Ray has been described as “the restless genius” by the Wall Street Journal, and “the ultimate thinking machine” by Forbes. Inc. The magazine ranked him #8 among entrepreneurs in the United States and called him the “rightful heir to Thomas Edison.”

Principal developer of the first omni-font optical character recognition, the first print-to-speech reading machine for the blind, the first CCD flat-bed scanner, the first text-to-speech synthesizer, the first music synthesizer capable of recreating the grand piano and other orchestral instruments, and the first commercially marketed large-vocabulary speech recognition, Ray has been described as “the restless genius” by the Wall Street Journal, and “the ultimate thinking machine” by Forbes. Inc.

"RAY KURZWEIL: One area I commented on was the question of a possible link between quantum computing and the brain. Do we need quantum computing to create human level AI? My conclusion is no, mainly because we don‘t see any quantum computing in the brain (ed: some don't agree with this. For the record, I don't either). Roger Penrose‘s conjecture that there was quantum computing in tubules does not seem to have been verified by any experimental evidence.

Quantum computing is a specialized form of computing where you examine in parallel every possible combination of qubits. So it‘s very good at certain kinds of problems, the classical one being cracking encryption codes by factoring large numbers. But the types of problems that would be vastly accelerated by quantum computing are not things that the human brain is very good at. When it comes to the kinds of problems I just mentioned, the human brain isn‘t even as good as classical computing. So in terms of what we can do with our brains there‘s no indication that it involves quantum computing. Do we need quantum computing for consciousness? The only justification for that conjecture from Roger Penrose and Stuart Hameroff is that consciousness is mysterious and quantum mechanics is mysterious, so there must be a link between the two.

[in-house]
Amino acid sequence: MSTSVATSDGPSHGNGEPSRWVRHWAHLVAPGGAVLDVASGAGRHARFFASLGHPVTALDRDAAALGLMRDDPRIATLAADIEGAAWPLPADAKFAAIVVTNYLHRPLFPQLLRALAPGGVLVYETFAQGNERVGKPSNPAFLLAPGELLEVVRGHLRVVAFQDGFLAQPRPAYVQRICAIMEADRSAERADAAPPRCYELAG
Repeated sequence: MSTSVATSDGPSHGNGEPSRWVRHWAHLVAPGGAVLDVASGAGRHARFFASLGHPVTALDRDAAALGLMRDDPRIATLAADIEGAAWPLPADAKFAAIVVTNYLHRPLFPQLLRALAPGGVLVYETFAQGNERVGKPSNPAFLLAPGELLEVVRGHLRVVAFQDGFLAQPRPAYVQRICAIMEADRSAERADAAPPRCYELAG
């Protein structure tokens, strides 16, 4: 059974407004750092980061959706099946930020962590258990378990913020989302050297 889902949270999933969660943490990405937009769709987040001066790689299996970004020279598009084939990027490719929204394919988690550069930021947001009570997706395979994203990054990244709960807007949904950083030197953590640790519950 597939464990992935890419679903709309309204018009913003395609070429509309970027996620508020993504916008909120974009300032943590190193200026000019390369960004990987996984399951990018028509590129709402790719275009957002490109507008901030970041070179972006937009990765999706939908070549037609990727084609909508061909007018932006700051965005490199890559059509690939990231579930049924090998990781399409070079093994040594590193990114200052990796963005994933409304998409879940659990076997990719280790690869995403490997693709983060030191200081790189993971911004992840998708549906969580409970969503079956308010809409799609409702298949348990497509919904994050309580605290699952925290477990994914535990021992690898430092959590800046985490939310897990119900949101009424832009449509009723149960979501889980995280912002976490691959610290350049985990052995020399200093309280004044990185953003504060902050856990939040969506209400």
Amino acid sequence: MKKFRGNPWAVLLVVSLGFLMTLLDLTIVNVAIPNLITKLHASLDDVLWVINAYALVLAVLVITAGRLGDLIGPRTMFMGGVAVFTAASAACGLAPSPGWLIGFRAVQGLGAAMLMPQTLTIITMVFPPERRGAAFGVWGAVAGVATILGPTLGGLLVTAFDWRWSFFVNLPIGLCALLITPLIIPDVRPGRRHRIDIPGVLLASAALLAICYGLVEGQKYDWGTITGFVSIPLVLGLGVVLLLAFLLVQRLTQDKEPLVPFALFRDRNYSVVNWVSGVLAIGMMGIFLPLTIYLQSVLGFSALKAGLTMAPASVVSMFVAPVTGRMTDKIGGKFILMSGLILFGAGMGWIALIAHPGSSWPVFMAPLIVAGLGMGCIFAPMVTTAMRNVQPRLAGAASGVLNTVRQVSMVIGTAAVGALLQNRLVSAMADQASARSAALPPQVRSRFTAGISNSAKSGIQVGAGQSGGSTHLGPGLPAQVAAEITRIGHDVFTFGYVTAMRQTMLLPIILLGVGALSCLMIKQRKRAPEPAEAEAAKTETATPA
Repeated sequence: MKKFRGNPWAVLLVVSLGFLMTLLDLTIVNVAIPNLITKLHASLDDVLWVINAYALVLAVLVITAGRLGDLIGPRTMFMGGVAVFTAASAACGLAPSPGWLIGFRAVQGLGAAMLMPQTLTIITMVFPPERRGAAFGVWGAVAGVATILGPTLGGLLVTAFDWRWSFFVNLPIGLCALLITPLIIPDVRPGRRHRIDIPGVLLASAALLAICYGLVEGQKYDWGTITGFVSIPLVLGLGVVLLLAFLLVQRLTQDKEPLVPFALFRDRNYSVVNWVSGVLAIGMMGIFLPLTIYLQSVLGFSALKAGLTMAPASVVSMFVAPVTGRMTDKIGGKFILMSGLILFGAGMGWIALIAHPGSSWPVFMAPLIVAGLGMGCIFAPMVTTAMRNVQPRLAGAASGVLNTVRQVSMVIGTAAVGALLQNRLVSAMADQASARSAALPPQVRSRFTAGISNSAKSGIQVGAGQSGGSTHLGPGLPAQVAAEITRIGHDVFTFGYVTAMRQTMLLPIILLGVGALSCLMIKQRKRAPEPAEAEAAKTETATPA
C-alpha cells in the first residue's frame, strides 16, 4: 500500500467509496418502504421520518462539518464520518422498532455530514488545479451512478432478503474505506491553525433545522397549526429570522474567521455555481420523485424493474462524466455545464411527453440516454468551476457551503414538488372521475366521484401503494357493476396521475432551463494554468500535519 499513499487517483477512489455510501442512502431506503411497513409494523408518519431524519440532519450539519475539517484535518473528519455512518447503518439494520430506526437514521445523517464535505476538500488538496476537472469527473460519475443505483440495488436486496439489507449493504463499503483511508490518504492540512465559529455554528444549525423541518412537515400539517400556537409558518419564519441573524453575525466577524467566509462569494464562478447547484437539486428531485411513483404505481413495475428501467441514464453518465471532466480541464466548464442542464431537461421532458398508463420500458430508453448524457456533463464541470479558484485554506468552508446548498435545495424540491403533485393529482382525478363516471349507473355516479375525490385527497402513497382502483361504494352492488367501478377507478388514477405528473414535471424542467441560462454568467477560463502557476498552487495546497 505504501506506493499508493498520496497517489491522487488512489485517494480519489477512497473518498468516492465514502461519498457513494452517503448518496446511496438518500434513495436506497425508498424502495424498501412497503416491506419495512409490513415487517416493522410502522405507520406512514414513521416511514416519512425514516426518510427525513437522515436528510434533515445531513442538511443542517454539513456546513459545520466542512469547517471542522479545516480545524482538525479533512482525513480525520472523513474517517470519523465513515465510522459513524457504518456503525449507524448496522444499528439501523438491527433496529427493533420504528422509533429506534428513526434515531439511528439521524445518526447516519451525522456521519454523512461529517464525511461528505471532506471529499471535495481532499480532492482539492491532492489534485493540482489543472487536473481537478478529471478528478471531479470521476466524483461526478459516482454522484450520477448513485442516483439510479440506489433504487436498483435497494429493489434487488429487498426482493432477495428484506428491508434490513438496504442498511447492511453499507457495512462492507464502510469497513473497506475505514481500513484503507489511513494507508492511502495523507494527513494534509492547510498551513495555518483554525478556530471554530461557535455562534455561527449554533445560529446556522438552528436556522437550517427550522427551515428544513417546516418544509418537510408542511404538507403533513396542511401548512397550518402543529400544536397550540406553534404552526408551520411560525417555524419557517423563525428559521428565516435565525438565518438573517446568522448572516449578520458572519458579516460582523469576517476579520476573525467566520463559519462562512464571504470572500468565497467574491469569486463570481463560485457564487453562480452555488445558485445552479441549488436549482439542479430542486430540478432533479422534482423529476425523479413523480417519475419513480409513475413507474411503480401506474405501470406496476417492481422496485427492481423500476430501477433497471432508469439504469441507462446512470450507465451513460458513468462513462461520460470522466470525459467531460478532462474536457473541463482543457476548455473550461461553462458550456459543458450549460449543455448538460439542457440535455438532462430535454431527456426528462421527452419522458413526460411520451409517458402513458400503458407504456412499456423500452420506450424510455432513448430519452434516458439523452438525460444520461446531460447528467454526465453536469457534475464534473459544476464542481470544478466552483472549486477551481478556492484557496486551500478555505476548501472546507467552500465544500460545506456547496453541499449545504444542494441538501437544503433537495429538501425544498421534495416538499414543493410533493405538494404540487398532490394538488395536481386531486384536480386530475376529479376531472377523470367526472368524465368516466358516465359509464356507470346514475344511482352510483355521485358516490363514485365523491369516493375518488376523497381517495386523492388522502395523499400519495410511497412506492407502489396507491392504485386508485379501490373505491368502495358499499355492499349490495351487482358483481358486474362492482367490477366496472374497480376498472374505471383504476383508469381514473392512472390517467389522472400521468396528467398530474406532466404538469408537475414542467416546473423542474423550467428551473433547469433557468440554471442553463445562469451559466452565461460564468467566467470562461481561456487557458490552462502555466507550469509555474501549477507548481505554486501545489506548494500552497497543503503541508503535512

I get very excited about discussions about the true nature of consciousness, because I‘ve been thinking about this issue for literally 50 years, going back to junior high school....."

Criticisms of Ray?:

Pulitzer Prize winner Douglas Hofstadter, author of Gödel, Escher, Bach, has said of Kurzweil's and Hans Moravec's books: "It’s as if you took a lot of very good food and some dog excrement and blended it all up so that you can't possibly figure out what's good or bad. It's an intimate mixture of rubbish and good ideas, and it's very hard to disentangle the two, because these are smart people; they're not stupid."[58] (from Wiki)


On Friday January 8th at 6 pm, Gallery 44 will host an artists’ talk with Elinor Whidden, Chai Duncan and Leila Armstrong.

Elinor Whidden considers the notion of progress by likening the promises of today’s off-road automobile advertising to those of the Canada’s Western Frontier when the fur trade first blazed its trails into the wilderness. Whidden’s photo series Ford EXPLORER captures her car-carrying performances in which she endeavours to use car parts as survival tools in the wilds of Northern Ontario.

Elinor Whidden received a BA in Canadian/Environmental Studies from Trent University, a BFA from the Nova Scotia College of Art and Design and a MFA from the State University of New York in Buffalo. She has exhibited throughout North America, recently showing work in Nova Scotia, Ontario, and Buffalo, NY.

has been working collaboratively for two years. They have shown their work at the Toronto Urban Film Festival, Parlour in Lethbridge and worked in situ at the Southern Alberta Art Gallery. Chai Duncan holds an MFA from the University of Saskatchewan and is currently on staff at the University of Lethbridge. Leila Armstrong acquired an MA in Media Studies from Concordia University and went on to do doctoral studies in communications at Simon Fraser University.

Gallery 44 Centre for Contemporary Photography
401 Richmond Street West, Suite 120
Toronto, Ontario M5V 3A8

Gallery 44 Centre for Contemporary Photography is a non-profit artist-run centre committed to the advancement of photographic art. Founded in 1979, the centre consists of a gallery, resource centre, and production facilities. Gallery 44 is supported by its members and patrons, the Canada Council for the Arts, the Ontario Arts Council, and the Toronto Arts Council.